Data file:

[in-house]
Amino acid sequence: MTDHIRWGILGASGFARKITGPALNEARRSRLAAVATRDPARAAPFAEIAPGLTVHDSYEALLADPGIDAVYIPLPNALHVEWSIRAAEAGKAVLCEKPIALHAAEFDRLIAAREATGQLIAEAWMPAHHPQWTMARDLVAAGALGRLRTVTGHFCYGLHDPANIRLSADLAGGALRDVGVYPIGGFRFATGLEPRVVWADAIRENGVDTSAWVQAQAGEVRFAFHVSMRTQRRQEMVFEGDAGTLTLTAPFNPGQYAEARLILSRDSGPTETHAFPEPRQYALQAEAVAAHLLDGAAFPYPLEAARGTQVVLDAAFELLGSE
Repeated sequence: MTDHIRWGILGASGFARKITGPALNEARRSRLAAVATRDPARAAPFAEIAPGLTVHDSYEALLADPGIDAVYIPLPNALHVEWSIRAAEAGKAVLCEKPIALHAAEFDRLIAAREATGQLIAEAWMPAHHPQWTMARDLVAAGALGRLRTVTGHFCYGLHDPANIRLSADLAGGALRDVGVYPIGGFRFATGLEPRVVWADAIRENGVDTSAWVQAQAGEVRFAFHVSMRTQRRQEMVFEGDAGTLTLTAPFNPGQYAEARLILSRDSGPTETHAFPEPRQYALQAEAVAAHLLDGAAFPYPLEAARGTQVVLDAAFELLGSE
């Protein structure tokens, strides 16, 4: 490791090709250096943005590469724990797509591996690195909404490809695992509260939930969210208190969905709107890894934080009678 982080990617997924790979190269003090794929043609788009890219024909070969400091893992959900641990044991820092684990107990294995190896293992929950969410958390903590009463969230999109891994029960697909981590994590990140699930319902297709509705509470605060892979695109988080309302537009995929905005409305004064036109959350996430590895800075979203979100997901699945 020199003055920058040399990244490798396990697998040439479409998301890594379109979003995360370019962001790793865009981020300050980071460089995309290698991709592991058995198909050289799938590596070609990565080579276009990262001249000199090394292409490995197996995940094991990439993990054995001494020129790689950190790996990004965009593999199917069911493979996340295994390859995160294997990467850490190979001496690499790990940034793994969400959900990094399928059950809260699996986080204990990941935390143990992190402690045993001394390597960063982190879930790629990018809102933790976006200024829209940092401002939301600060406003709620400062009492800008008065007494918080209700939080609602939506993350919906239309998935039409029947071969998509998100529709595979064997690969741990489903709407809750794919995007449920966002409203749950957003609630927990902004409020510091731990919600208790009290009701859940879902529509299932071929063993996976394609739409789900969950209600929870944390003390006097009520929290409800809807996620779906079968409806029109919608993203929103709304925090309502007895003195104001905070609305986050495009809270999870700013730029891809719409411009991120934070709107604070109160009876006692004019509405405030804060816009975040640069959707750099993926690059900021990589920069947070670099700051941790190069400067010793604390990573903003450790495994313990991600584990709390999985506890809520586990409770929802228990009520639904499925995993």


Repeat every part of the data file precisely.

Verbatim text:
[in-house]
Amino acid sequence: MTDHIRWGILGASGFARKITGPALNEARRSRLAAVATRDPARAAPFAEIAPGLTVHDSYEALLADPGIDAVYIPLPNALHVEWSIRAAEAGKAVLCEKPIALHAAEFDRLIAAREATGQLIAEAWMPAHHPQWTMARDLVAAGALGRLRTVTGHFCYGLHDPANIRLSADLAGGALRDVGVYPIGGFRFATGLEPRVVWADAIRENGVDTSAWVQAQAGEVRFAFHVSMRTQRRQEMVFEGDAGTLTLTAPFNPGQYAEARLILSRDSGPTETHAFPEPRQYALQAEAVAAHLLDGAAFPYPLEAARGTQVVLDAAFELLGSE
Repeated sequence: MTDHIRWGILGASGFARKITGPALNEARRSRLAAVATRDPARAAPFAEIAPGLTVHDSYEALLADPGIDAVYIPLPNALHVEWSIRAAEAGKAVLCEKPIALHAAEFDRLIAAREATGQLIAEAWMPAHHPQWTMARDLVAAGALGRLRTVTGHFCYGLHDPANIRLSADLAGGALRDVGVYPIGGFRFATGLEPRVVWADAIRENGVDTSAWVQAQAGEVRFAFHVSMRTQRRQEMVFEGDAGTLTLTAPFNPGQYAEARLILSRDSGPTETHAFPEPRQYALQAEAVAAHLLDGAAFPYPLEAARGTQVVLDAAFELLGSE
């Protein structure tokens, strides 16, 4: 490791090709250096943005590469724990797509591996690195909404490809695992509260939930969210208190969905709107890894934080009678 982080990617997924790979190269003090794929043609788009890219024909070969400091893992959900641990044991820092684990107990294995190896293992929950969410958390903590009463969230999109891994029960697909981590994590990140699930319902297709509705509470605060892979695109988080309302537009995929905005409305004064036109959350996430590895800075979203979100997901699945 020199003055920058040399990244490798396990697998040439479409998301890594379109979003995360370019962001790793865009981020300050980071460089995309290698991709592991058995198909050289799938590596070609990565080579276009990262001249000199090394292409490995197996995940094991990439993990054995001494020129790689950190790996990004965009593999199917069911493979996340295994390859995160294997990467850490190979001496690499790990940034793994969400959900990094399928059950809260699996986080204990990941935390143990992190402690045993001394390597960063982190879930790629990018809102933790976006200024829209940092401002939301600060406003709620400062009492800008008065007494918080209700939080609602939506993350919906239309998935039409029947071969998509998100529709595979064997690969741990489903709407809750794919995007449920966002409203749950957003609630927990902004409020510091731990919600208790009290009701859940879902529509299932071929063993996976394609739409789900969950209600929870944390003390006097009520929290409800809807996620779906079968409806029109919608993203929103709304925090309502007895003195104001905070609305986050495009809270999870700013730029891809719409411009991120934070709107604070109160009876006692004019509405405030804060816009975040640069959707750099993926690059900021990589920069947070670099700051941790190069400067010793604390990573903003450790495994313990991600584990709390999985506890809520586990409770929802228990009520639904499925995993």